Does the CIA have a double standard when its spies cozy up to foreigners? Veteran female officers speak out.
It was in Europe that Griffith's trouble began. In the anxious days after 9/11, she was teamed with an intelligence officer from a close U.S. ally. Their job was liaisonexchanging information and making sure their respective agencies had the latest intel on terrorism. "We became good friends," Griffith says. "He came to our house, he knew our kids, we socialized. We were very close."
Too close, according to the CIA. After returning to headquarters in 2003, Griffith found herself under investigation by the Security Centereven though the relationship had been short term and ended months earlier. Griffith tells of how, during a particularly grueling interrogation session, the polygraph operator boasted that he had nailed the FBI's Robert Hanssen, the infamous KGB mole, and then accused her of revealing secrets. It seemed absurd to Griffith, as sharing intelligence was part of her job. After hours of questioning, Griffith recalls, her interrogator shut off the polygraph and asked if she had ever shared information about embassy staffers. Of course she had, she saysher contact was interacting with them all the time. "Is that what's bothering you?" he asked. "Well, yes," Griffith responded, not sure what he meant. "Well," he declared, "that's the end of the interview."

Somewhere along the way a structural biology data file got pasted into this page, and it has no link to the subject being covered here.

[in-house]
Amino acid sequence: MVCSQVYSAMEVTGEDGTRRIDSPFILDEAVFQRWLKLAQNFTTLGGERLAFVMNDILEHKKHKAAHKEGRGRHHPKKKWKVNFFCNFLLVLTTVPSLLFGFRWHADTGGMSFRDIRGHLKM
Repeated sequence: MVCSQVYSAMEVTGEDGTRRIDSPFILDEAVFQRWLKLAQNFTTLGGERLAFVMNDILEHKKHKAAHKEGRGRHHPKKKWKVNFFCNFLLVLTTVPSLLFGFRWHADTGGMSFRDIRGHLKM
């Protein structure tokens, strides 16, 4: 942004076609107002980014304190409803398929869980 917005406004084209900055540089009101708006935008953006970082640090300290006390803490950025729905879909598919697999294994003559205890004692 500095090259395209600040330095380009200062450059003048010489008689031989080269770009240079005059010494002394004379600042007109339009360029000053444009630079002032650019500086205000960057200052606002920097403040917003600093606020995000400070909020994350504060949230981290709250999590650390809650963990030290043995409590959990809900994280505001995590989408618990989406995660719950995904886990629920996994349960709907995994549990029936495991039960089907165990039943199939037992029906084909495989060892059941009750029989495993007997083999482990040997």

Griffith claims the man misinterpreted her remarks as an admission of guilt. The next day she got a call from the Security Office asking her to stop by. There, a large woman at a round table pushed a box of tissues toward her and asked for her badge. After a 19-year career, Griffith was out of a job. Today, Griffith is a homemaker in Florida, where she looks after her two kids. She still can't believe what happened. "I know a half-dozen cases of guys who became close to foreign nationals," she says. "All these men have been far less candid than I was, but they're still at work over there."
To bolster their case, Griffith and the other women have assembled an intriguing list of male officers who they say have led rather colorful lives, with few repercussions. Topping the list is "Rusty" (another alias). According to a plaintiffs' filing to the EEOC, Rusty was a case officer with a background in paramilitary operations. He got involved with a foreign airline stewardess and, while based in "a dangerous Middle East country, went awol." Eventually, he turned up somewhere in the Middle Eaststewardess in towafter allegedly having broken his cover and revealing his alias. Rusty's overseas tour was cut short, but he soon received approval to marry the woman. His position now, according to the EEOC brief: chief of station at one of the CIA's largest posts overseas.
There are many Rustys out there, CIA veterans say. The problem, they explain, is that Rusty and his brethren come out of a long-standing tradition. Historically, the prestige jobs of station chief have gone mostly to men, some of whom engaged in escapades that many a retired old spook will launch into after a cocktail or two. More than one former case officer told U.S. News how staffers used agency safe houses for affairscomplete with condoms stashed in dresser drawers. "Guys could go out and get laid, and who's going to talk about that?" says veteran officer Milt Bearden, who started in 1964. "Guys couldn't get pregnant, and there were fewer marriages then with foreigners."